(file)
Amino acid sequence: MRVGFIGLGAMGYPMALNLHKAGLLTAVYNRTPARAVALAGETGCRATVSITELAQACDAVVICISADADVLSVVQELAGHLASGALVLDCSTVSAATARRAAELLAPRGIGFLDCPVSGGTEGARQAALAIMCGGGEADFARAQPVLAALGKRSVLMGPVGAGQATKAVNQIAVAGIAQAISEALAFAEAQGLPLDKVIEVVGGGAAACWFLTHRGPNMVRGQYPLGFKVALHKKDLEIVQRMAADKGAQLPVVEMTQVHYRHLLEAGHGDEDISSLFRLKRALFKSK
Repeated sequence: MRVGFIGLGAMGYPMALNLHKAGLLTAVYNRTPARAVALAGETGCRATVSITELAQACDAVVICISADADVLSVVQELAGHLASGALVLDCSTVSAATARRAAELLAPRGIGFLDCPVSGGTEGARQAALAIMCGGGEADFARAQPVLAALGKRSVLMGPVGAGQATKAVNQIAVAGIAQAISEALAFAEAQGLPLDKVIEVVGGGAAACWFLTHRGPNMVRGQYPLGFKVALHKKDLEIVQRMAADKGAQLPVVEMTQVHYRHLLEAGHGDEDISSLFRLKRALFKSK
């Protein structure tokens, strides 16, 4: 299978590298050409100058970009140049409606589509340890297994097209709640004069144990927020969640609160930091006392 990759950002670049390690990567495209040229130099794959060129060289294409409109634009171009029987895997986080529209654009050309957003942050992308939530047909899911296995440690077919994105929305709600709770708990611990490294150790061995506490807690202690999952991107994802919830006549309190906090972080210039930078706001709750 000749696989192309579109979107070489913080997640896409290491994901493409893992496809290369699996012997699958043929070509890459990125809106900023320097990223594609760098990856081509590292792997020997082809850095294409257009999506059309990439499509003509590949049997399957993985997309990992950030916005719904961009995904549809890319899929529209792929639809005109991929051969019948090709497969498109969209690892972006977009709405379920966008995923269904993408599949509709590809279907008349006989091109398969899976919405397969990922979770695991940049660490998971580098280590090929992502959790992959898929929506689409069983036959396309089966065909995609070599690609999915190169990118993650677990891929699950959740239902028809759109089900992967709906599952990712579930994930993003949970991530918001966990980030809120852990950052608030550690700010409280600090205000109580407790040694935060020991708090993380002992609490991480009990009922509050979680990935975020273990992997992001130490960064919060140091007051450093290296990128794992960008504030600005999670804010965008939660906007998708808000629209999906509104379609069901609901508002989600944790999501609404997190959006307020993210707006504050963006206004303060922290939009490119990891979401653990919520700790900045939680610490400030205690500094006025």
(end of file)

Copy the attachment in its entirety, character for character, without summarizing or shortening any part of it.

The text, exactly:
Amino acid sequence: MRVGFIGLGAMGYPMALNLHKAGLLTAVYNRTPARAVALAGETGCRATVSITELAQACDAVVICISADADVLSVVQELAGHLASGALVLDCSTVSAATARRAAELLAPRGIGFLDCPVSGGTEGARQAALAIMCGGGEADFARAQPVLAALGKRSVLMGPVGAGQATKAVNQIAVAGIAQAISEALAFAEAQGLPLDKVIEVVGGGAAACWFLTHRGPNMVRGQYPLGFKVALHKKDLEIVQRMAADKGAQLPVVEMTQVHYRHLLEAGHGDEDISSLFRLKRALFKSK
Repeated sequence: MRVGFIGLGAMGYPMALNLHKAGLLTAVYNRTPARAVALAGETGCRATVSITELAQACDAVVICISADADVLSVVQELAGHLASGALVLDCSTVSAATARRAAELLAPRGIGFLDCPVSGGTEGARQAALAIMCGGGEADFARAQPVLAALGKRSVLMGPVGAGQATKAVNQIAVAGIAQAISEALAFAEAQGLPLDKVIEVVGGGAAACWFLTHRGPNMVRGQYPLGFKVALHKKDLEIVQRMAADKGAQLPVVEMTQVHYRHLLEAGHGDEDISSLFRLKRALFKSK
């Protein structure tokens, strides 16, 4: 299978590298050409100058970009140049409606589509340890297994097209709640004069144990927020969640609160930091006392 990759950002670049390690990567495209040229130099794959060129060289294409409109634009171009029987895997986080529209654009050309957003942050992308939530047909899911296995440690077919994105929305709600709770708990611990490294150790061995506490807690202690999952991107994802919830006549309190906090972080210039930078706001709750 000749696989192309579109979107070489913080997640896409290491994901493409893992496809290369699996012997699958043929070509890459990125809106900023320097990223594609760098990856081509590292792997020997082809850095294409257009999506059309990439499509003509590949049997399957993985997309990992950030916005719904961009995904549809890319899929529209792929639809005109991929051969019948090709497969498109969209690892972006977009709405379920966008995923269904993408599949509709590809279907008349006989091109398969899976919405397969990922979770695991940049660490998971580098280590090929992502959790992959898929929506689409069983036959396309089966065909995609070599690609999915190169990118993650677990891929699950959740239902028809759109089900992967709906599952990712579930994930993003949970991530918001966990980030809120852990950052608030550690700010409280600090205000109580407790040694935060020991708090993380002992609490991480009990009922509050979680990935975020273990992997992001130490960064919060140091007051450093290296990128794992960008504030600005999670804010965008939660906007998708808000629209999906509104379609069901609901508002989600944790999501609404997190959006307020993210707006504050963006206004303060922290939009490119990891979401653990919520700790900045939680610490400030205690500094006025």